For the first several thousand years of recorded history, this idea of stewardship was easily understood.  Nomadic and agricultural in nature, humankind was utterly dependent on God’s creation for survival.  They took very seriously God’s call to stewardship; in fact many of the 613 laws of the Torah were created to ensure healthy harvests and fruitful cattle.  As the nomadic tribe of Israel becomes a kingdom with a capital city, the idea of stewardship began to shift.  By the time that King David was ready to hand things over to his son, Solomon, God was ready to settle down in a Temple of his very own.  1 Chronicles, chapter 29 includes David’s impassioned speech to the people of Israel.  After telling them of all the gold and silver, wood and iron, onyx, precious stones, and marble he had donated to the cause, he challenged the people to give as well, and boy did they respond, giving 188 tons of gold, 375 tons of silver, 675 tons of bronze, and 3,750 tons of iron!  Amazed by the generosity of the people, David “rejoiced greatly,” but rather than thanking the people or tooting his own horn as a leader, he turned his gratitude toward God.

“Blessed are you, O LORD, the God of our ancestor Israel, forever and ever.  Yours, O LORD, are the greatness, the power, the glory, the victory, and the majesty; for all that is in the heavens and on the earth is yours; yours is the kingdom, O LORD, and you are exalted as head above all. Riches and honor come from you, and you rule over all. In your hand are power and might; and it is in your hand to make great and to give strength to all. And now, our God, we give thanks to you and praise your glorious name. But who am I, and what is my people, that we should be able to make this freewill offering? For all things come from you, and of your own have we given you. For we are aliens and transients before you, as were all our ancestors; our days on the earth are like a shadow, and there is no hope. O LORD our God, all this abundance that we have provided for building you a house for your holy name comes from your hand and is all your own.”[3]

While the motivation for David’s speech was the material things of his age, it is telling that he doesn’t just thank God for gold and silver, but instead he affirms that “All things come from God.”  Every Sunday, the 7:30 service takes a page from the 1928 Book of Common Prayer and affirms these words of David, “All things come of thee, O Lord, and of thine own have we given thee.”[4]  I often wonder if we really believe what we’re saying there.  Perhaps it is better stated this way, while we believe that everything comes from God’s provision, have we ever stopped to think about what “all things” includes?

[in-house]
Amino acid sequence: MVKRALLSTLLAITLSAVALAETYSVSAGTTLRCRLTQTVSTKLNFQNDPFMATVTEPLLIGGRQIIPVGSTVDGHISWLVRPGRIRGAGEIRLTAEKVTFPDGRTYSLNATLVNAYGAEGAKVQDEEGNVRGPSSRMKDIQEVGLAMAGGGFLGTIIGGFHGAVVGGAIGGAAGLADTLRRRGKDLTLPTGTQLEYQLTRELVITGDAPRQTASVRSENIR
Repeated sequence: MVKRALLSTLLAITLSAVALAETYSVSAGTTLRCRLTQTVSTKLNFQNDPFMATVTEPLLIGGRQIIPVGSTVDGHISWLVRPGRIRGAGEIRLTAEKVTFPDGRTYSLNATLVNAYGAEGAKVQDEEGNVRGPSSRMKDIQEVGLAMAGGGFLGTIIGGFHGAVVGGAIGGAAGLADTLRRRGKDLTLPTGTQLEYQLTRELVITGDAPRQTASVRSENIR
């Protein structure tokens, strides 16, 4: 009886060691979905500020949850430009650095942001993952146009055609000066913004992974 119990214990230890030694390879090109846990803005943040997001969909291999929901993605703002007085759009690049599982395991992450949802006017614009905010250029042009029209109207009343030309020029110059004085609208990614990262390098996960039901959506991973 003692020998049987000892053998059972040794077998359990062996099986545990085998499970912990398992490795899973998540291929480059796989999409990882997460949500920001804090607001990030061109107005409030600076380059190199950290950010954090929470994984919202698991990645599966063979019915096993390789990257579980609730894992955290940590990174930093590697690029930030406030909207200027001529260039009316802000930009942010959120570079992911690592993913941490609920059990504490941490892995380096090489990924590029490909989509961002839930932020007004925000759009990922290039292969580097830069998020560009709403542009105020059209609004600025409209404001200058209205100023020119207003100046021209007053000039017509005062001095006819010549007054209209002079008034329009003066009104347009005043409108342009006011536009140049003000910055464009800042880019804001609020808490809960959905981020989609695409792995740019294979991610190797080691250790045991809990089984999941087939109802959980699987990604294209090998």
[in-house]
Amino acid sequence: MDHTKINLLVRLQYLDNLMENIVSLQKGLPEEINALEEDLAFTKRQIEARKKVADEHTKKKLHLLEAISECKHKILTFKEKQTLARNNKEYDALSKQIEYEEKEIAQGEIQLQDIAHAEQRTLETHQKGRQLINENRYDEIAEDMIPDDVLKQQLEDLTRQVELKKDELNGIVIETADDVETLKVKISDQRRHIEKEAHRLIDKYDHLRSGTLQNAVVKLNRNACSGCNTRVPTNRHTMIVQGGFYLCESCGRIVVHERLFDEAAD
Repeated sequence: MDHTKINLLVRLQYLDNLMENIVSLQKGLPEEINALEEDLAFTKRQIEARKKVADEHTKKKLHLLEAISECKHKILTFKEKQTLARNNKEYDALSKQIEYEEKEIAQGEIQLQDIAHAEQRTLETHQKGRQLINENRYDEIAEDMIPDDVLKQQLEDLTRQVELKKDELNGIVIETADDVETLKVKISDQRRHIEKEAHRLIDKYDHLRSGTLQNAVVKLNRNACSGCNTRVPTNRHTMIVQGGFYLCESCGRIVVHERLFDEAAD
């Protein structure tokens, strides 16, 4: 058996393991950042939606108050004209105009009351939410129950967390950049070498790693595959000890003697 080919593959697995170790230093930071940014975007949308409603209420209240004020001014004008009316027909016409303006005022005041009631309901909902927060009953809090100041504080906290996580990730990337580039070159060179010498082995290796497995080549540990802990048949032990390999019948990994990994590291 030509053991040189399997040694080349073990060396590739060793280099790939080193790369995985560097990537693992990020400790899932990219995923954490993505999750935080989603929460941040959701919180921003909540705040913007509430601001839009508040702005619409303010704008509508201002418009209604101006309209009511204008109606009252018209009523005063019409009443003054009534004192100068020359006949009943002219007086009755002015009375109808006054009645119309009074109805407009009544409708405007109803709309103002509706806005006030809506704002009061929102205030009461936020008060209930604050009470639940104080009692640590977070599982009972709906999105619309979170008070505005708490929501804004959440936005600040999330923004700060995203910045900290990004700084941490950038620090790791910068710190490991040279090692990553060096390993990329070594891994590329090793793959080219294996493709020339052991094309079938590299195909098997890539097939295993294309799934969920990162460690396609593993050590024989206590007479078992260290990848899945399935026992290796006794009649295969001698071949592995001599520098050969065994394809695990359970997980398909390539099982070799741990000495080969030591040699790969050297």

I think that rooting our understanding of stewardship in the Creation Story of Genesis 1 helps us to begin to think about what “all things” means.  The very earth we stand on wouldn’t exist if it weren’t for God.  Nor would the air we breathe, the water we drink, or the food we consume.  When it comes right down to it, God’s gift is our very life.  As you live and move and have your being this week, I’d like to challenge you to recognize God’s gifts.  Pay attention to what is included in the “all things” that come from God.  Jot them down, if you can, and just be aware of the amazing and abundant provision of God.

Let us pray.

We give you thanks, most gracious God, for the beauty of earth and sky and sea; for the richness of mountains, plains, and rivers; for the songs of birds and the loveliness of flowers. We praise you for these good gifts, and pray that we may safeguard them for our posterity. Grant that we may continue to grow in our grateful enjoyment of your abundant creation, to the honor and glory of your Name, now and for ever. Amen.